Parents' Guide to

Safe House

By Jeffrey Anderson, Common Sense Media Reviewer

age 17+

Interesting characters clash in extremely violent thriller.

Movie R 2012 115 minutes
Safe House Poster Image

A Lot or a Little?

What you will—and won't—find in this movie.

Community Reviews

age 14+

Based on 8 parent reviews

age 18+
age 12+

Too much prolonged violence

Ryan Reynolds and Denzl Washington are pretty good in this. But, it's the typical violent (over the top violence), macho "lone wolf" who can survive anything story. I don't know why it's rated R. The language is relatively tame for an R (lots of sh*t, h*ll, d*mn...I can't recall if f* was used). Aside from 1 scene where a woman gets into the shower with her boyfriend (altho you don't see anything but her back) right at the beginning, there's no sex or innuendo. There's just lots & lots of gore and violence. Some of the scenes go on & on. Even toward the end when you think it's over, there's more gore. My 6th grader watched it and I wasn't uncomfortable aside from the over the top violence. Denzl is a former CIA agent so all kinds of bad guys are after him and they have top notch guns and fighting skills. Did I mention it's gory? The plot was not even that clever. We saw it free on HBO, and I'm glad I did not pay good money.

This title has:

Too much violence

Is It Any Good?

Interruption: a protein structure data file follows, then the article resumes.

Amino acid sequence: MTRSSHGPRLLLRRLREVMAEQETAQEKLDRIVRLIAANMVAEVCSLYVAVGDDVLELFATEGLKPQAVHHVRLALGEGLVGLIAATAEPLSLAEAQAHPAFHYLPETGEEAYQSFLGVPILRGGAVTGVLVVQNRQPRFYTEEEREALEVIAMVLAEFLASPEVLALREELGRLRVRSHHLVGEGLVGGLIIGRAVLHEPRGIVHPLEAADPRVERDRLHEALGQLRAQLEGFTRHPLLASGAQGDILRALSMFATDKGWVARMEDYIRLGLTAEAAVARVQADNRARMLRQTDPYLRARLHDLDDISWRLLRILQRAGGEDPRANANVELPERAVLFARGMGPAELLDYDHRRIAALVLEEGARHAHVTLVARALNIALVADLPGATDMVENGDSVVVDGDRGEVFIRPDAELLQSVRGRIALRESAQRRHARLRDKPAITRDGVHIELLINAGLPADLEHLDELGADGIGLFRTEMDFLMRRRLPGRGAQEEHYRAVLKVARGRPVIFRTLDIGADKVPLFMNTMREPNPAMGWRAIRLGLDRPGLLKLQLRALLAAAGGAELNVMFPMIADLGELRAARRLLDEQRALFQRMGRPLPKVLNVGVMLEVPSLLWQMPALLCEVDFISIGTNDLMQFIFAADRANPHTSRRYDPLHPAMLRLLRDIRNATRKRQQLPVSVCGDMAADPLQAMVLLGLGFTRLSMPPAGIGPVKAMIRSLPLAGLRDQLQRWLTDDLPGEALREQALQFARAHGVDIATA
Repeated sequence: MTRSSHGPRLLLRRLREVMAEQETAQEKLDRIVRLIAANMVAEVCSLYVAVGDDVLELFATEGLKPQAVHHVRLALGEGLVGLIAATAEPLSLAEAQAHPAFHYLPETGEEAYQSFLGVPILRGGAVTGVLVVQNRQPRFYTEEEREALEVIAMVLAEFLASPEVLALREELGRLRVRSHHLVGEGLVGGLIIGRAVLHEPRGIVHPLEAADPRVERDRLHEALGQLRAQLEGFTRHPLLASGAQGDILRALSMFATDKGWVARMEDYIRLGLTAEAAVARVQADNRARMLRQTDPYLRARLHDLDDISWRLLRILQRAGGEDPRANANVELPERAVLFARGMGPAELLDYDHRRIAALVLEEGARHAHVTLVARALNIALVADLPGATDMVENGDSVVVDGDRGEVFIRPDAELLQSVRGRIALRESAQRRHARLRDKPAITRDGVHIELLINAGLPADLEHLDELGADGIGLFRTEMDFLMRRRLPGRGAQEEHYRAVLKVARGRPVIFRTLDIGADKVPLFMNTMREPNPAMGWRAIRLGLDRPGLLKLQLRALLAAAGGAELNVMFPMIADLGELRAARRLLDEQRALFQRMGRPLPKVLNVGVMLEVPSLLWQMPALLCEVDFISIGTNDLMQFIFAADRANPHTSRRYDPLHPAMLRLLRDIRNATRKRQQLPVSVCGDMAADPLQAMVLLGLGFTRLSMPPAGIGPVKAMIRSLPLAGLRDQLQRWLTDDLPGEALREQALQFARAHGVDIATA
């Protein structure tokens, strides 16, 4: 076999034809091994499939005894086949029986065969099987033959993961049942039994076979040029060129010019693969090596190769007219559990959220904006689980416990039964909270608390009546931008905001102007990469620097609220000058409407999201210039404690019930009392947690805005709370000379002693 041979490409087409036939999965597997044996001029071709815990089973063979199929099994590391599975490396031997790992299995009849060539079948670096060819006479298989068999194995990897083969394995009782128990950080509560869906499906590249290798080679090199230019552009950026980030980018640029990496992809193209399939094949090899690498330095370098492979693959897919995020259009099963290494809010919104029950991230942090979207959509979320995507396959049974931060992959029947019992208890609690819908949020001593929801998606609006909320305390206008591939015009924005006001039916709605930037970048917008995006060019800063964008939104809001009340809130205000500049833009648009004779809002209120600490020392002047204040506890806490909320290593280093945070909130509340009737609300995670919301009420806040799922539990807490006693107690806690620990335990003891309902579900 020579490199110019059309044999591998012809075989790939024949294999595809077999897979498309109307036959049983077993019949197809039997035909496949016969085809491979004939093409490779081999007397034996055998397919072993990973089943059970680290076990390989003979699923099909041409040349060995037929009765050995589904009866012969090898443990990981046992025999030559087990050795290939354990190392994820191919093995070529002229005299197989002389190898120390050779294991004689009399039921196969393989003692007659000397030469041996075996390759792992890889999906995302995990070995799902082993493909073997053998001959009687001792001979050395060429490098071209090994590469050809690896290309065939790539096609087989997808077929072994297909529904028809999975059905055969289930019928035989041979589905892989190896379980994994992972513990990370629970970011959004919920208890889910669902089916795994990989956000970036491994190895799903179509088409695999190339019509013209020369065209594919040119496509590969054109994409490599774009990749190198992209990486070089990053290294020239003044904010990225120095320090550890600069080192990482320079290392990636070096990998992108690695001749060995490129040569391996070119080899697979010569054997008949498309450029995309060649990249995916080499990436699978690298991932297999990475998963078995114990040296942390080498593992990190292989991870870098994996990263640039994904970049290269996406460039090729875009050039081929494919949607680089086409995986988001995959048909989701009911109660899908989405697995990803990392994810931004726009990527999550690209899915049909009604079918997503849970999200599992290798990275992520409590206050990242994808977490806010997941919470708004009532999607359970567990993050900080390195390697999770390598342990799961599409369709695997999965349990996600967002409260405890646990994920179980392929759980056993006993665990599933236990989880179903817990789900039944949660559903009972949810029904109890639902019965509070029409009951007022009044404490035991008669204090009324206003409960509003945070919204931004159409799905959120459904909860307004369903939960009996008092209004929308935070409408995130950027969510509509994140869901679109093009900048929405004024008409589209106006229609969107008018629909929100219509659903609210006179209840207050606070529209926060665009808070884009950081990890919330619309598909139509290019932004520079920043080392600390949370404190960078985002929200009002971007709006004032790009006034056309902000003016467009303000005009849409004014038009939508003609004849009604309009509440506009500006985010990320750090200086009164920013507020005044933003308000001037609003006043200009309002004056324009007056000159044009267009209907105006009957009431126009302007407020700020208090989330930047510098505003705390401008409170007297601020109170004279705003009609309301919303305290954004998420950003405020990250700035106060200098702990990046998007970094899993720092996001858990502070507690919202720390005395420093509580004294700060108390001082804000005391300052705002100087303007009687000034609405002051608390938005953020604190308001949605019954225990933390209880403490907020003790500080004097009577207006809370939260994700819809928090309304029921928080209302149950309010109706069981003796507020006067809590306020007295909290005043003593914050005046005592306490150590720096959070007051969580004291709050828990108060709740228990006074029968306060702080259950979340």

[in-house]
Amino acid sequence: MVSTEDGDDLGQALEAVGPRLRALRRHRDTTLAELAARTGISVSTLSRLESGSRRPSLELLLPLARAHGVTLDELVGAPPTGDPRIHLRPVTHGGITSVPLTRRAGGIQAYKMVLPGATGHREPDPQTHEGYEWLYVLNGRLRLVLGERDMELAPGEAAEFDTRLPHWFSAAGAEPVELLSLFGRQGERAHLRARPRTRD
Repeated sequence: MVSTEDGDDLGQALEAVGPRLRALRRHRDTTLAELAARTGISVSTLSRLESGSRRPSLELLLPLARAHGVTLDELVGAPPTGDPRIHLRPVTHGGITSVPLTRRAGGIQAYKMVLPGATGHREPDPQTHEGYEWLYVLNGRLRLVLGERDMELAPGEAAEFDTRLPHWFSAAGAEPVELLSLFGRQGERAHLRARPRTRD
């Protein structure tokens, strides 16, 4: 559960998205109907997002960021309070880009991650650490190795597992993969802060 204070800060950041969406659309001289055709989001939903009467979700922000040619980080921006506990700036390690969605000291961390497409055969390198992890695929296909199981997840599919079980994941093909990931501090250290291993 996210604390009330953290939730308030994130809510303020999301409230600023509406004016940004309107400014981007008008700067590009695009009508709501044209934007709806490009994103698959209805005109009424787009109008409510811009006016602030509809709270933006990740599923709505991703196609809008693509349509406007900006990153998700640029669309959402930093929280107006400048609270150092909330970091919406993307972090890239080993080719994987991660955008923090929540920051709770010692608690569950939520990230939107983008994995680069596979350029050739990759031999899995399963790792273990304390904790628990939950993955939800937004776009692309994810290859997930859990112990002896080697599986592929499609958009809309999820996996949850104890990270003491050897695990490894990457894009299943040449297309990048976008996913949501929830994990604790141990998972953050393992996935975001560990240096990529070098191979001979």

Our review:
Parents say (8):
Kids say (9):

A pair of relative newcomers, writer David Guggenheim and director Daniel Espinosa were in charge of SAFE HOUSE, and their inexperience shows. Though the movie has a vicious, inky look, it also has junky, hand-held camerawork, with crazy shaking during action scenes. The script includes such old-time chestnuts as a mole within the CIA and a secret file with the names of all the corrupt agents in the world.

But at the movie's core is the very interesting, opposing relationship between the leads, the seasoned, cynical Tobin Frost and the young, optimistic Matt Weston. Washington and Reynolds genuinely click into their characters and provide several shades of grey between them. They clash in intriguing ways -- sometimes visually, sometimes in dialogue -- and their meeting of minds is by far Safe House's most interesting element. It's too bad all the "normal" stuff couldn't have been jettisoned in favor of deepening this relationship.

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